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HP's Steven Goddard shares efforts to reduce the carbon footprint in the industry

Published on April 21, 2011

Going Green week continues with a clip from Steven Goddard, HP's Environmental Leadership Program Manager speaks about how the carbon footprint isn't as big as everyone thinks it is but still argues we should continue with reduction efforts.

Yes, hello. I’m Stephen Goddard, I’m the Environmental Leadership Program Manager for the Hewlett Packard Graphic Solutions Business. I’m here to talk about a couple of issues in environmental responsibility in printing and first of all thinking about the carbon footprint of printing.

And one of the issues we’ve seen over the last few years has many accusations on printing that it destroys forests. That people are cutting down trees to make paper, and that’s feeding the printing industry. And you know, we know that certainly in North America and in Western Europe, that’s really not true. There’s a lot of recycled paper used in paper manufacturer, anything up to about 65% in some regions. And we know that paper is… typically comes from sustainable… the wood for paper comes from sustainable forests.

And according to last weeks Economist Newspaper, the forests coverage in North America and in Western Europe is actually growing. Certain in the United States, it’s growing at the present time. So, the printing doesn’t have an affect on forest coverage, but it’s an industry, it certainly has a carbon footprint and it’s, I think our duty as a printing industry to try to minimize that carbon footprint, the energy that’s used in the manufacture of paper, in printing itself, of course we have all the distribution of paper and that the finished print, etc..

And one of the things that’s driving that carbon footprint today is the level of waste in the printing industry. And we know, for example that about 25% of books that are printed are never used. And in some part of the printing industry those figures are even higher. We know that for marketing collateral it’s about 30% for magazine printing it’s at least 30%, certainly in Europe. And even at point of sale signage, similar number, 30% we believe.

So we at HP have been looking at ways in which digital on demand technology can help to reduce this level of wastage and hence reduce the carbon footprint of printing. And now we have… really have the technologies to do that and one of the solutions that we’re exhibiting at this show is our, our HP Inkjet Web Press family of printers starting to play a role now in the publishing industry. and there’s a couple of ways… couple of strategies that you can employ to help reduce this level of waste, so for example, you can either print books on demand and really, you know as they’re needed, when they’re needed and perhaps where they’re needed. Or you can mix digital printing with offset printing of books. So we know that some of our customers are looking at using the inkjet web press to print a shorter run of books at the beginning of life and perhaps 500 to test the market reaction to the book whereas previous, they might have printed 10,000. The reaction is favorable, of course, you can move over to printing longer runs on offset, and as the book reaches the end of its life you move back to printing shorter runs on the web press and you can keep inventory down and the level of wastage down.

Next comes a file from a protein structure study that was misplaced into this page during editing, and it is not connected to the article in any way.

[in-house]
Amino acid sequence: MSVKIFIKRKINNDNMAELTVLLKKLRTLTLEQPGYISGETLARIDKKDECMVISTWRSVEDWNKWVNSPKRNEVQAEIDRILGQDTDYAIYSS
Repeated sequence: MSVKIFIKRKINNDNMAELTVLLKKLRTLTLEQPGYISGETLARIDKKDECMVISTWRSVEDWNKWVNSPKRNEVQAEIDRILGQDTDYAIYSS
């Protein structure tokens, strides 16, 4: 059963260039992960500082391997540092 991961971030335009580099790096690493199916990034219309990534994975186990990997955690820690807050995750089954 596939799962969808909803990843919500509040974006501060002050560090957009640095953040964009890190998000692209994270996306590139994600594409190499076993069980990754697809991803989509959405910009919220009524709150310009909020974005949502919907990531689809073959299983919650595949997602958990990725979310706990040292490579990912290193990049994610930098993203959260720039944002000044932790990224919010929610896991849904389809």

Actually there’s a third strategy, we know for example from Pierson is one company that has a strong and growing business in making customized textbooks for professors, teachers who are creating a run of textbooks for their students. And you know, here, there will of course know how many students that will have in their class and complete exactly the number of textbooks that they need and you can include really just the content they want and obviate the need for students buying a number of textbooks and chunks of paper they don’t need and reduced getting the content… the content they need.

So there’s three ways there that you can reduce that carbon footprint of printing.

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